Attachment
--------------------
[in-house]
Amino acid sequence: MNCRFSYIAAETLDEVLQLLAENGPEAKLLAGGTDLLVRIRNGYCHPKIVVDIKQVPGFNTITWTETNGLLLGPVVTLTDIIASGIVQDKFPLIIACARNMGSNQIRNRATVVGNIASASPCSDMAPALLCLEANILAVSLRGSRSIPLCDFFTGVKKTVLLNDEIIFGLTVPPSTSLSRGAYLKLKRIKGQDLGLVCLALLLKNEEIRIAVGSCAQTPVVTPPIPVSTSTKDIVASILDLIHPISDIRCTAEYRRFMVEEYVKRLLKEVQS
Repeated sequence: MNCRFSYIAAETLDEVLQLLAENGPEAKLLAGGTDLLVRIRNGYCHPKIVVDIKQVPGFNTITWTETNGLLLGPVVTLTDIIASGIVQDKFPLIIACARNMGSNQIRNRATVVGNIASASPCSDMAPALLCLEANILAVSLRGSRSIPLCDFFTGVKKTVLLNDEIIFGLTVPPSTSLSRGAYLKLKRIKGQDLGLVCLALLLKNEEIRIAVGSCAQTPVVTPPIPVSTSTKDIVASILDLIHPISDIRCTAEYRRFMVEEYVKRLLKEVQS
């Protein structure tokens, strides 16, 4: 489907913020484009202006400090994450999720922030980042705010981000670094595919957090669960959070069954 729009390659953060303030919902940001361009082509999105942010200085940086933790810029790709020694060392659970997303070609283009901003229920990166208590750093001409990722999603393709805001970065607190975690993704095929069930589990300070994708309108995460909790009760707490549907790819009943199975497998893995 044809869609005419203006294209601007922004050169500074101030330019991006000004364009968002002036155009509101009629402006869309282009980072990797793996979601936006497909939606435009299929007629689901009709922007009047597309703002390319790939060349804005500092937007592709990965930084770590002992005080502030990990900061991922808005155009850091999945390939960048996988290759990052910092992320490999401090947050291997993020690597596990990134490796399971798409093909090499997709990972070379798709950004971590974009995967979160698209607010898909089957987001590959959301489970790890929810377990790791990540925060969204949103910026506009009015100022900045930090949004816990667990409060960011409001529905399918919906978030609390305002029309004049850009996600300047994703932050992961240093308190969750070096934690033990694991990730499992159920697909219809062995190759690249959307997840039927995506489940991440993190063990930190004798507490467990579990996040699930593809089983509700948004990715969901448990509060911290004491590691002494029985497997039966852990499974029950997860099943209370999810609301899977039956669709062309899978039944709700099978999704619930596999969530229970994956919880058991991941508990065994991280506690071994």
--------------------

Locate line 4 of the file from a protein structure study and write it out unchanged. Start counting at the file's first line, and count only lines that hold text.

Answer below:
């Protein structure tokens, strides 16, 4: 489907913020484009202006400090994450999720922030980042705010981000670094595919957090669960959070069954 729009390659953060303030919902940001361009082509999105942010200085940086933790810029790709020694060392659970997303070609283009901003229920990166208590750093001409990722999603393709805001970065607190975690993704095929069930589990300070994708309108995460909790009760707490549907790819009943199975497998893995 044809869609005419203006294209601007922004050169500074101030330019991006000004364009968002002036155009509101009629402006869309282009980072990797793996979601936006497909939606435009299929007629689901009709922007009047597309703002390319790939060349804005500092937007592709990965930084770590002992005080502030990990900061991922808005155009850091999945390939960048996988290759990052910092992320490999401090947050291997993020690597596990990134490796399971798409093909090499997709990972070379798709950004971590974009995967979160698209607010898909089957987001590959959301489970790890929810377990790791990540925060969204949103910026506009009015100022900045930090949004816990667990409060960011409001529905399918919906978030609390305002029309004049850009996600300047994703932050992961240093308190969750070096934690033990694991990730499992159920697909219809062995190759690249959307997840039927995506489940991440993190063990930190004798507490467990579990996040699930593809089983509700948004990715969901448990509060911290004491590691002494029985497997039966852990499974029950997860099943209370999810609301899977039956669709062309899978039944709700099978999704619930596999969530229970994956919880058991991941508990065994991280506690071994």